BOSTON (RNS) – Six years after the deadly Boston Marathon bombing, a local mosque continues to host an annual blood drive in honor of those affected by the terror attack.
Monday’s 123rd running of the Boston Marathon marked the sixth anniversary of the attack, which left three people dead and more than 260 injured, as well as the first time the marathon was run on the exact anniversary of the bombing. At 2:49 p.m. — six years to the moment when the first bomb exploded at the finish line – the Boston Athletic Association held a moment of silence, and the bells at nearby Old South Church were rung.
Days after the race, as they have for six years, members of the Baitun Nasir Mosque in suburban Sharon, Massachusetts, collected more than 30 blood donations on Friday at Boston City Hall.
“(Our community) holds this special blood drive every year to honor those affected by the Boston Marathon tragedy, help humanity and to emphasize true Islam’s teaching regarding the sanctity of life,” organizer Nasir Rana said.
“We want to tell the people that the only blood Muslims shed is to help humanity,” he said.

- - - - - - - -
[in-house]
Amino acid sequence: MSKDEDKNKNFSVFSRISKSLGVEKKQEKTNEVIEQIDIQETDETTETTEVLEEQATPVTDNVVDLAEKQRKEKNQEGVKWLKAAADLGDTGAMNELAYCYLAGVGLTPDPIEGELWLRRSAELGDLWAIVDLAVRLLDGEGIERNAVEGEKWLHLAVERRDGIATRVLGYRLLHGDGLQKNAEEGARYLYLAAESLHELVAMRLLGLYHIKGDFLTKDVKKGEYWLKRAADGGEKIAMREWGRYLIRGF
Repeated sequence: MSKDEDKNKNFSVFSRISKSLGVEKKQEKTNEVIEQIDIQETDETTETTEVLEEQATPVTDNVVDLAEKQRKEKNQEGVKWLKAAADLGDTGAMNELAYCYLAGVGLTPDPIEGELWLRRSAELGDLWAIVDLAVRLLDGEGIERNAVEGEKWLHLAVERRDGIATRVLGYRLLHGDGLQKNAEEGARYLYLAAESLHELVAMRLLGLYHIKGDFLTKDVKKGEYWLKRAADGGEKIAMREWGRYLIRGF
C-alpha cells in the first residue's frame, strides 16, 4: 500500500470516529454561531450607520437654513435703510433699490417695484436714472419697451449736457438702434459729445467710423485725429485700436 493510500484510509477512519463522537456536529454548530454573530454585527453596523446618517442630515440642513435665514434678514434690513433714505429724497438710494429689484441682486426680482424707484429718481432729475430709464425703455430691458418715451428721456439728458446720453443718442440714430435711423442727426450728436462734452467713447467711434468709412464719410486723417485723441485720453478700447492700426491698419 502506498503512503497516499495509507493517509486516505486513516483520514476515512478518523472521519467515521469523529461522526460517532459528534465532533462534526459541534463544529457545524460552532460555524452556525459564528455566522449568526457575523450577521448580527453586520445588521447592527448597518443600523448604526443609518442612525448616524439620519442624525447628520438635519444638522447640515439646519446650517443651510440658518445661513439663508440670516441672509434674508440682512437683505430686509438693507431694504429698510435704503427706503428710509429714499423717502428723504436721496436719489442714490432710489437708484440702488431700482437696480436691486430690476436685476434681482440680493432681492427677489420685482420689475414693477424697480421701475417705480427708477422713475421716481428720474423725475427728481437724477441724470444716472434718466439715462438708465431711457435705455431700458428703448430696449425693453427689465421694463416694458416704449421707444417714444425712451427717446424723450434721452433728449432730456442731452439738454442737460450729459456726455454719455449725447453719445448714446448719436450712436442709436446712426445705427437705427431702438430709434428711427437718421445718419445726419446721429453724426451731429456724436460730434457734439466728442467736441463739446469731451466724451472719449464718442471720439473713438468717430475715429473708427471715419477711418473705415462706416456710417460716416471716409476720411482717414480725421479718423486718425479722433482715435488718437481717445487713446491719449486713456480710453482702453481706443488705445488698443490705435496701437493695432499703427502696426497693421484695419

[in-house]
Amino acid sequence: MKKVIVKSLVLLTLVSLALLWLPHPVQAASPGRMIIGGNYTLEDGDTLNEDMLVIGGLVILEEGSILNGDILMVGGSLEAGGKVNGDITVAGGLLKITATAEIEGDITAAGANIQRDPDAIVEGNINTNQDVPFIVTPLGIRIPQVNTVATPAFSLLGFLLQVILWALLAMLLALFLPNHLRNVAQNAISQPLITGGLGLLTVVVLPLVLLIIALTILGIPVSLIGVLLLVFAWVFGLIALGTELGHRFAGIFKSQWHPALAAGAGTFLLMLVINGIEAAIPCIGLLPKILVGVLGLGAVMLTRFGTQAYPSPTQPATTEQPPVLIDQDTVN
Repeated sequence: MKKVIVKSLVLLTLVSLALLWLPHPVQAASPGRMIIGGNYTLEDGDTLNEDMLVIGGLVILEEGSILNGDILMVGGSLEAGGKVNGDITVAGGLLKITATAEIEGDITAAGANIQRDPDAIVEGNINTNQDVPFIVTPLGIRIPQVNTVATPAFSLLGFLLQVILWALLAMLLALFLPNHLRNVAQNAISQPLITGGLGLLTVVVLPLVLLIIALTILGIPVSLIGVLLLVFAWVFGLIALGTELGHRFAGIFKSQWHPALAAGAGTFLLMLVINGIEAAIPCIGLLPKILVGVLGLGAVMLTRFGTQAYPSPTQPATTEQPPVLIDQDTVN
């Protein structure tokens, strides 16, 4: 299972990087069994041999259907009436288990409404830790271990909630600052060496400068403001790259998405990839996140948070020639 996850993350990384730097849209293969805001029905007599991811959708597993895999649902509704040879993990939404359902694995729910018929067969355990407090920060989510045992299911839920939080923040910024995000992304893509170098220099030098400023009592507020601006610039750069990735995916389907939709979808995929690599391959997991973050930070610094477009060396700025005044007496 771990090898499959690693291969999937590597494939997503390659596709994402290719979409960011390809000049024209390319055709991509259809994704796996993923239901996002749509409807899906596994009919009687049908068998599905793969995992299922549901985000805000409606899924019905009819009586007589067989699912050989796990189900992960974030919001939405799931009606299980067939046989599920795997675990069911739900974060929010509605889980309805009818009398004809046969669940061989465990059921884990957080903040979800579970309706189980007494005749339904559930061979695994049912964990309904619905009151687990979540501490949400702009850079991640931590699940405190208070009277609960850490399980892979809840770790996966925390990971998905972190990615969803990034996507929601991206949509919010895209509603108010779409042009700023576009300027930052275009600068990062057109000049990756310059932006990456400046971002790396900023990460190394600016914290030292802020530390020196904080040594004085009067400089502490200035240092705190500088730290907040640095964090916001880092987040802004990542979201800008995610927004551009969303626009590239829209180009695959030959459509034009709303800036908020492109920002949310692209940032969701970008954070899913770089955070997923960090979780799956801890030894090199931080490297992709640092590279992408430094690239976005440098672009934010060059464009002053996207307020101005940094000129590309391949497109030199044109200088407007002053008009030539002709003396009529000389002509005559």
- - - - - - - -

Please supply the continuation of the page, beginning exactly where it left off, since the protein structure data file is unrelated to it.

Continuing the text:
FULL ARTICLE FROM RELIGION NEWS SERVICE
Most Americans say they don’t know a Muslim and that much of what they understand about Islam is from the media.
It’s not surprising then to see the many misunderstandings that exist about Muslims. Some see them as outsiders and a threat to the American way of life and values. President Donald Trump’s controversial policy to impose a ban on Muslims from seven countries entering into the United States played into such fears.
What many don’t know, however, is that Muslims have been in America well before America became a nation. In fact, some of the earliest arrivals to this land were Muslim immigrants – forcibly transported as slaves in the transatlantic trade, whose 400th anniversary is being observed this year.
The first American Muslims